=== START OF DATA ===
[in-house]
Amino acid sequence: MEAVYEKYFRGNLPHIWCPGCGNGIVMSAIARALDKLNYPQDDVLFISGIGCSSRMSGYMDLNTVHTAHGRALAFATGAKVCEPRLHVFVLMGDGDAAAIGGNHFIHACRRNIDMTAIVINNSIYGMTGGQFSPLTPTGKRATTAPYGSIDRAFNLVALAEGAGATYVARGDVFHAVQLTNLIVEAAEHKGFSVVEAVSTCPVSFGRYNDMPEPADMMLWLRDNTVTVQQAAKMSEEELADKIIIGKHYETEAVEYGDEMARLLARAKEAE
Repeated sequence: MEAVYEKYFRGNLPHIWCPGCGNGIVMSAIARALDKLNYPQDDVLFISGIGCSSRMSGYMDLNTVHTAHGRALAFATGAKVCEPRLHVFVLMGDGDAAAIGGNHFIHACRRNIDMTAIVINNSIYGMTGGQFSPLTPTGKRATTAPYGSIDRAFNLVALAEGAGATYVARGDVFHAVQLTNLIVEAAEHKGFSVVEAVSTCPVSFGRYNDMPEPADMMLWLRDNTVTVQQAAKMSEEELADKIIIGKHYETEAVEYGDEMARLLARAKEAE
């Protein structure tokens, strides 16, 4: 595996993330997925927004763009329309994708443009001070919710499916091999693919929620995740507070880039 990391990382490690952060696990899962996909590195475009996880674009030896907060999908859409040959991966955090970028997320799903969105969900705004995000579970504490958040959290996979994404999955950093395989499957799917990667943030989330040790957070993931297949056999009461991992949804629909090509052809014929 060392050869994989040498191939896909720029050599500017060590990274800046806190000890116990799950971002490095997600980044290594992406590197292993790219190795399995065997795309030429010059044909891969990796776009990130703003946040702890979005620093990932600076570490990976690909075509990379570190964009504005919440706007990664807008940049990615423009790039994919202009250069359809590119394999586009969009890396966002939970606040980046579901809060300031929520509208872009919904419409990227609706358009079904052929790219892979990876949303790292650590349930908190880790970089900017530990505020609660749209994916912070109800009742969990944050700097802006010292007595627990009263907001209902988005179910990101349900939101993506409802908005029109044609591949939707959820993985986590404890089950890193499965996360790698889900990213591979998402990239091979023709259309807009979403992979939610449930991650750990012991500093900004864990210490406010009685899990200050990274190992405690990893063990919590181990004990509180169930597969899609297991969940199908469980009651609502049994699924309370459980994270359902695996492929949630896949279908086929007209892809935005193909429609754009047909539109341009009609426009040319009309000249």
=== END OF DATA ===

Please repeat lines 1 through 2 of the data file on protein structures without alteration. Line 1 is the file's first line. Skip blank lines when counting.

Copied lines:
[in-house]
Amino acid sequence: MEAVYEKYFRGNLPHIWCPGCGNGIVMSAIARALDKLNYPQDDVLFISGIGCSSRMSGYMDLNTVHTAHGRALAFATGAKVCEPRLHVFVLMGDGDAAAIGGNHFIHACRRNIDMTAIVINNSIYGMTGGQFSPLTPTGKRATTAPYGSIDRAFNLVALAEGAGATYVARGDVFHAVQLTNLIVEAAEHKGFSVVEAVSTCPVSFGRYNDMPEPADMMLWLRDNTVTVQQAAKMSEEELADKIIIGKHYETEAVEYGDEMARLLARAKEAE